Gaming Commission to Wind Up Wynn Investigation by Summer; Wynn Boston Harbor Boss Says They’re Actively Considering Name Change

With the dominoes falling fast, Wynn Boston Harbor may soon have a new name. The mammoth development that continues to rise into the Everett sky has been the source of wide speculation as to its future. Wynn Resort chief Steve Wynn resigned from the company and sold his shares in it after multiple allegations of sexual assault and rape dogged him. As the state gaming commission investigates, Wynn Boston Harbor boss Robert DeSalvio says they may ditch the name. The commission now says it will wrap up its investigation “no later than summer.”

Gaming Commission Executive Director Edward Bedrosian says the commission’s regular review of construction at the $2.4 billion in Everett shouldn’t be viewed as “prejudgment” of the ongoing investigation. Commission Chairman Stephen Crosby stressed the Wynn Resort is proceeding “on an at risk basis.”

Rendering of Grand Atrium in Wynn Boston Harbor – its name for now.

The latest development in the Wynn saga comes as the company works to convince the Massachusetts Gaming Commission that it is still “suitable” to hold the casino license which is the only one allowed by law in the eastern part of the state. Under Massachusetts law, character, reputation, and integrity are all elements of “suitability” to hold a license. Wynn passed such a standard in 2014.

The company’s move to distance itself from Wynn started immediately after the Wall Street Journal reported a decades-long pattern of Steve Wynn allegedly harassing and assaulting women. Wynn settled such a lawsuit by paying a manicurist $7.5 million. Wynn Resorts has admitted to hiding the settlement from the gaming commission when it was originally considering Wynn Resorts for the license.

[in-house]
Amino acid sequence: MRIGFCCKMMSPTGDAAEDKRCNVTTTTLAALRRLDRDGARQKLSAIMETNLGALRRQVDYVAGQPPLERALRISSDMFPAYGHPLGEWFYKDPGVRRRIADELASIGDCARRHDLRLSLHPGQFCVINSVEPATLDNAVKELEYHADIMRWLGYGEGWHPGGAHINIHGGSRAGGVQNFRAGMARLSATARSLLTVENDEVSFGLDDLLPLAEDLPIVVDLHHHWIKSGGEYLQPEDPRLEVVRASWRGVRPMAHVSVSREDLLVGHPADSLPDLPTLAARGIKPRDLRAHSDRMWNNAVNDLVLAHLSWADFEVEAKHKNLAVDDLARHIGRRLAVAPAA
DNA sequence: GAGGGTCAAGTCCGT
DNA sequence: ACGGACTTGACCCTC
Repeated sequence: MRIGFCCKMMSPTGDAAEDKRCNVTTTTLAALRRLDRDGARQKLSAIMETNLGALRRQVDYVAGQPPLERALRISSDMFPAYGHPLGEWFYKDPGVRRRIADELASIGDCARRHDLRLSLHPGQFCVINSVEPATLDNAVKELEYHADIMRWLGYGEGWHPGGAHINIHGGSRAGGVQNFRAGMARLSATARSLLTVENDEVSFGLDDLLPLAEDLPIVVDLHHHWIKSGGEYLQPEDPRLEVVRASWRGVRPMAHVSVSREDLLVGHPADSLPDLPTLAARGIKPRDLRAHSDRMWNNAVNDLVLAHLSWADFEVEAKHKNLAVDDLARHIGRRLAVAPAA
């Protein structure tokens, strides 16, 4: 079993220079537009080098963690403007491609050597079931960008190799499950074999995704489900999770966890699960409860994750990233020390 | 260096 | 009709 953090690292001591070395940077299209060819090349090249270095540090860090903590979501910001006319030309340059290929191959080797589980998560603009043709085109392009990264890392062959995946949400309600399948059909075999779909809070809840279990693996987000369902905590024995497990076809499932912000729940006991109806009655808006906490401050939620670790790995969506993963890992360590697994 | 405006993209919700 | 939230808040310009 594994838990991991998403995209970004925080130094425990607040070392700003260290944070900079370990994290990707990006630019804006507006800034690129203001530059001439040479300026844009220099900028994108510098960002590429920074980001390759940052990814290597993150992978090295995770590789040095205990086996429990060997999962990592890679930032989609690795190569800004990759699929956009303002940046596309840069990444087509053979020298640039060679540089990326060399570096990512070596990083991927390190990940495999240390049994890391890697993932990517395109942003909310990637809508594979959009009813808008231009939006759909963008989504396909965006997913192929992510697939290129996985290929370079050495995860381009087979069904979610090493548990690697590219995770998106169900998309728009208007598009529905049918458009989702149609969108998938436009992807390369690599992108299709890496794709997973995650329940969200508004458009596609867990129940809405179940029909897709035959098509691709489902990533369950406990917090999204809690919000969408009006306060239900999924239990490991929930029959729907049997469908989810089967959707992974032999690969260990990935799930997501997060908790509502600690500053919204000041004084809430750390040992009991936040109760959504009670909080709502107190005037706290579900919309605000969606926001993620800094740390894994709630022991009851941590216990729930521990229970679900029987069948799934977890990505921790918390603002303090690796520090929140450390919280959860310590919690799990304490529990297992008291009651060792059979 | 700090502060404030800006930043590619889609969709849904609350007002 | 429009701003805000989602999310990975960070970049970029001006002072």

Steve Wynn then sold his remaining 12 percent interest in the company. And if that wasn’t enough, Elaine Wynn, Steve Wynn’s ex-wife with whom he is engaged in nasty divorce proceedings, says told the general counsel Resorts in 2009 that she knew of allegations that her now ex-husband had raped an employee in 2005.

Elaine Wynn.

Elaine Wynn says general counsel Kimmarie Sinatra told her the situation was “deemed not to have been an issue of concern for the company” and that it was “handled personally,” according to the Associated Press.

The gaming commission’s next move seems to hinge on whether the Wynn Resorts board of directors knew of Steve Wynn’s alleged behavior including whether they were aware of the multimillion-dollar settlement with the manicurist. The commission has wide latitude in determining the “suitability” of a license holder. It could demand that the Wynn name come off the resort as demanded by Gov. Baker and state Attorney General Maura Healey. Both have questioned whether the Wynn name should remain.

DeSilvio’s disclosure that the company is looking to dump the Wynn name may be a preemptive strike to placate the commission as well as Baker and Healey. The commission could rule that the Wynn company has to sell the

Every bit of news on Wynn and the casino sends shock waves through the city of Everett. City officials and residents fear for the thousands of jobs the enormous project is supposed to bring not to mention the $30 million a year the city is supposed to get when the resort casino opens.

Wynn CEO Matt Maddox: Wynn’s resignation was the right call from CNBC.

Published reports in Everett are only fueling the rumor mill. One report said Steve Wynn was actively selling the company. Of course, he doesn’t have the ability to sell the company. Another report in the same publication said new Wynn CEO Matt Maddox would be out as chairman because he had prior knowledge of Steve Wynn’s predatory behavior. This despite Maddox himself publicly denying it.

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